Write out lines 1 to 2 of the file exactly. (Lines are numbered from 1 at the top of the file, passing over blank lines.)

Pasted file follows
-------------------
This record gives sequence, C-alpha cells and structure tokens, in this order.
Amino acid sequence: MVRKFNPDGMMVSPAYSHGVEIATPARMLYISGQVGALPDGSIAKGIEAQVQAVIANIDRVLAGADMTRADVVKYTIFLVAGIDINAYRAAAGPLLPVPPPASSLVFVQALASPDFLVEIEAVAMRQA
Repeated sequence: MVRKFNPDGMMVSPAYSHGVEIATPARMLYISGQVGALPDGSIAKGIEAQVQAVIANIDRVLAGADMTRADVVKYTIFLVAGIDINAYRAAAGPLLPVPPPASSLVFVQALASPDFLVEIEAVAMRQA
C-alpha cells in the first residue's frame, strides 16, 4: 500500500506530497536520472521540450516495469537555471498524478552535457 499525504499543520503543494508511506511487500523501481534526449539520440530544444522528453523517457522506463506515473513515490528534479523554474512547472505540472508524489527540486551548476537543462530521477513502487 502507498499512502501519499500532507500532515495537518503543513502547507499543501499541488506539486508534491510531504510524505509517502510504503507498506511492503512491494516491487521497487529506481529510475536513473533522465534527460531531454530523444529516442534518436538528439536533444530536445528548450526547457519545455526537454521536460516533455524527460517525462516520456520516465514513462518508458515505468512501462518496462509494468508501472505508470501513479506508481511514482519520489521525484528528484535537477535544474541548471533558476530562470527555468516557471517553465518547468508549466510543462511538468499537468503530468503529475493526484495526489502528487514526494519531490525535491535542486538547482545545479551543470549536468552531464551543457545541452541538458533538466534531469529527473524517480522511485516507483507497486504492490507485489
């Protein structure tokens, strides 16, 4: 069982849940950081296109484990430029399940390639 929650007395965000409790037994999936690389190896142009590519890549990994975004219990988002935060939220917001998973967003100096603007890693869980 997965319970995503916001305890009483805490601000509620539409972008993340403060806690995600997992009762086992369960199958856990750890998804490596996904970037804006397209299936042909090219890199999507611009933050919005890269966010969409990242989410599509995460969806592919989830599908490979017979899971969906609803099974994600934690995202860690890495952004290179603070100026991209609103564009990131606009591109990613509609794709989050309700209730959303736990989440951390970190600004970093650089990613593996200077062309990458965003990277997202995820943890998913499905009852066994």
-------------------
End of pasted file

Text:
This record gives sequence, C-alpha cells and structure tokens, in this order.
Amino acid sequence: MVRKFNPDGMMVSPAYSHGVEIATPARMLYISGQVGALPDGSIAKGIEAQVQAVIANIDRVLAGADMTRADVVKYTIFLVAGIDINAYRAAAGPLLPVPPPASSLVFVQALASPDFLVEIEAVAMRQA